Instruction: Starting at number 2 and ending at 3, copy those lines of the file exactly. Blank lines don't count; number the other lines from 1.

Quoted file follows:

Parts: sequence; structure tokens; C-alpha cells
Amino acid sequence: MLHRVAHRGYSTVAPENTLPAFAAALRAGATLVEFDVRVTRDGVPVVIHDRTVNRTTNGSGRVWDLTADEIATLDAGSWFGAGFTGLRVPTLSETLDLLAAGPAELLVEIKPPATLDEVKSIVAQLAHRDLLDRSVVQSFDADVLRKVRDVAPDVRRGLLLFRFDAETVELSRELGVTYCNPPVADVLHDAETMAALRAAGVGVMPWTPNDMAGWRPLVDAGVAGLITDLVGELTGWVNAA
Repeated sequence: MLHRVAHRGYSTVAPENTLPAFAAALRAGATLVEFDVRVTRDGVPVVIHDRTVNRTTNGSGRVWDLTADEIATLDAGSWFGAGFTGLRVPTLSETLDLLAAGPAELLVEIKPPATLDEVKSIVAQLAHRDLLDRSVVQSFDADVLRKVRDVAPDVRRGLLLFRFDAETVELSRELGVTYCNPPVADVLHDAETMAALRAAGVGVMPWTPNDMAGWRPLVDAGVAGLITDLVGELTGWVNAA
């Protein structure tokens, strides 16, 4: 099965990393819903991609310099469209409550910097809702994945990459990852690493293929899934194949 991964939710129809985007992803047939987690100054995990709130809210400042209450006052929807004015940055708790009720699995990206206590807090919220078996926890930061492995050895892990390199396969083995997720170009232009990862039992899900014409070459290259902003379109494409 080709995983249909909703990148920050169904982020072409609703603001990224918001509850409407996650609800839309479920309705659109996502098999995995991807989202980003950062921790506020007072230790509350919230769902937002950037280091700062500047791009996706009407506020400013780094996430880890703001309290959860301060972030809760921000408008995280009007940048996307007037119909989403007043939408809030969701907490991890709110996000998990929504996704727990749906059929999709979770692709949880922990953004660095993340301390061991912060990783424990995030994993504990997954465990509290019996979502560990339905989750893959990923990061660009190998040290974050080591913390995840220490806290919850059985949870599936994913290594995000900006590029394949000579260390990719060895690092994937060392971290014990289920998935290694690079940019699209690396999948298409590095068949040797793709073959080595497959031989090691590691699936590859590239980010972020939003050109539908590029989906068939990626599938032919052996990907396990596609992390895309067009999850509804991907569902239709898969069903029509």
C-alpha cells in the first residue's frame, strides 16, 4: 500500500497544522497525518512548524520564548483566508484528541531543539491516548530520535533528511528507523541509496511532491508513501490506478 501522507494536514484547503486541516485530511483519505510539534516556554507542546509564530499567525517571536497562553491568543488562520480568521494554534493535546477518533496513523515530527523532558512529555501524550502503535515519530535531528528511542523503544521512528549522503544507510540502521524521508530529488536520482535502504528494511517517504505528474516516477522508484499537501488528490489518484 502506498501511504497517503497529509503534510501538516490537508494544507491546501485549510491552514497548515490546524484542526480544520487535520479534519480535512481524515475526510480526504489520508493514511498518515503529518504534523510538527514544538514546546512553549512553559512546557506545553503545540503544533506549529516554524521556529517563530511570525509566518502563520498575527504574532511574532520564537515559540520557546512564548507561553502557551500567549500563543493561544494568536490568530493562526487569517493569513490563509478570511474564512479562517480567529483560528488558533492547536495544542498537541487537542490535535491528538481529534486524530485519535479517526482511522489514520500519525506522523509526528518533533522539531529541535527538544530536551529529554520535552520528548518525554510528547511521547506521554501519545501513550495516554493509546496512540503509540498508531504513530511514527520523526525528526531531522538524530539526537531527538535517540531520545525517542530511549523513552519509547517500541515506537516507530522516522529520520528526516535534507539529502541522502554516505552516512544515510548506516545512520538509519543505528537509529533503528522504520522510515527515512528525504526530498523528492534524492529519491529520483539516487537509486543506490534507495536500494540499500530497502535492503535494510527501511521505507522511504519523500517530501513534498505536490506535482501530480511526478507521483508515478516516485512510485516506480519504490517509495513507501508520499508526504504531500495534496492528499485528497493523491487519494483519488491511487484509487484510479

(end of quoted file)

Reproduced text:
Amino acid sequence: MLHRVAHRGYSTVAPENTLPAFAAALRAGATLVEFDVRVTRDGVPVVIHDRTVNRTTNGSGRVWDLTADEIATLDAGSWFGAGFTGLRVPTLSETLDLLAAGPAELLVEIKPPATLDEVKSIVAQLAHRDLLDRSVVQSFDADVLRKVRDVAPDVRRGLLLFRFDAETVELSRELGVTYCNPPVADVLHDAETMAALRAAGVGVMPWTPNDMAGWRPLVDAGVAGLITDLVGELTGWVNAA
Repeated sequence: MLHRVAHRGYSTVAPENTLPAFAAALRAGATLVEFDVRVTRDGVPVVIHDRTVNRTTNGSGRVWDLTADEIATLDAGSWFGAGFTGLRVPTLSETLDLLAAGPAELLVEIKPPATLDEVKSIVAQLAHRDLLDRSVVQSFDADVLRKVRDVAPDVRRGLLLFRFDAETVELSRELGVTYCNPPVADVLHDAETMAALRAAGVGVMPWTPNDMAGWRPLVDAGVAGLITDLVGELTGWVNAA